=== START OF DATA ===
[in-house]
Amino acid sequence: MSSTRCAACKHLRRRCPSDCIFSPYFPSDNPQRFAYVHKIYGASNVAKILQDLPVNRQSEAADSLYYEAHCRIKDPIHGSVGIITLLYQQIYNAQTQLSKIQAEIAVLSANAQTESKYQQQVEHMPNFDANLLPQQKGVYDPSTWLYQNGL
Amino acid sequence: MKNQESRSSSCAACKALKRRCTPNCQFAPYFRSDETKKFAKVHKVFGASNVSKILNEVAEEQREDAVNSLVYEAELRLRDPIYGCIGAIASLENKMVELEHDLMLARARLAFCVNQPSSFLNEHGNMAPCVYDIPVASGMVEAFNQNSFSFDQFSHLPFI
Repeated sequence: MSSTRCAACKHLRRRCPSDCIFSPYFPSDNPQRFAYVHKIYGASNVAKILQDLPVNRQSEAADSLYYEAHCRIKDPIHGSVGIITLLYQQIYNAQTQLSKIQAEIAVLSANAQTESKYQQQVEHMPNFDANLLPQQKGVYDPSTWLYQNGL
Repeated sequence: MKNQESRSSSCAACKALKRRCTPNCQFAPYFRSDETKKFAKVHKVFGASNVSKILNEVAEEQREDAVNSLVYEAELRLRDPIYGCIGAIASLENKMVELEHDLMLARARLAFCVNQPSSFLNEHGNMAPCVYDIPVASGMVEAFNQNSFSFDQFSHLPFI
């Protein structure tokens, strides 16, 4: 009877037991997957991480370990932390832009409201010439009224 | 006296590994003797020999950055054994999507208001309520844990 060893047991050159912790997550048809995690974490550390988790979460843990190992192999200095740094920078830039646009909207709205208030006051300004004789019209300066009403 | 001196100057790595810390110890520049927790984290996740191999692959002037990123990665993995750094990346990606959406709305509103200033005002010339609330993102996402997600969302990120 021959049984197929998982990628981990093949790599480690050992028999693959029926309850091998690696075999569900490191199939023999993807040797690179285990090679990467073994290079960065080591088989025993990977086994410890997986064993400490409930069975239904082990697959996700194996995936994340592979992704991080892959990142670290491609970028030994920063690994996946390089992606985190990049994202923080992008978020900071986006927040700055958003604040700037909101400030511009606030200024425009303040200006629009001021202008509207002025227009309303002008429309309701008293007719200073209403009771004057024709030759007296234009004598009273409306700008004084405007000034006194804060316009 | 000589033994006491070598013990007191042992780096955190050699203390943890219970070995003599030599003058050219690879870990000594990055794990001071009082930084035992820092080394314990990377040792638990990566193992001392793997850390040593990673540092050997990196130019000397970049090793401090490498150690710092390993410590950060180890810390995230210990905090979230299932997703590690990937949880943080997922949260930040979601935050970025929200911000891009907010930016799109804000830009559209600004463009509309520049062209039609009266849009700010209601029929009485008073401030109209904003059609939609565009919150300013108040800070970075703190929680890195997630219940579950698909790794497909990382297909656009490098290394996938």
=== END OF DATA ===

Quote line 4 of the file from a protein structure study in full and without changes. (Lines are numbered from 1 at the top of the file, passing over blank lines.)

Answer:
Repeated sequence: MSSTRCAACKHLRRRCPSDCIFSPYFPSDNPQRFAYVHKIYGASNVAKILQDLPVNRQSEAADSLYYEAHCRIKDPIHGSVGIITLLYQQIYNAQTQLSKIQAEIAVLSANAQTESKYQQQVEHMPNFDANLLPQQKGVYDPSTWLYQNGL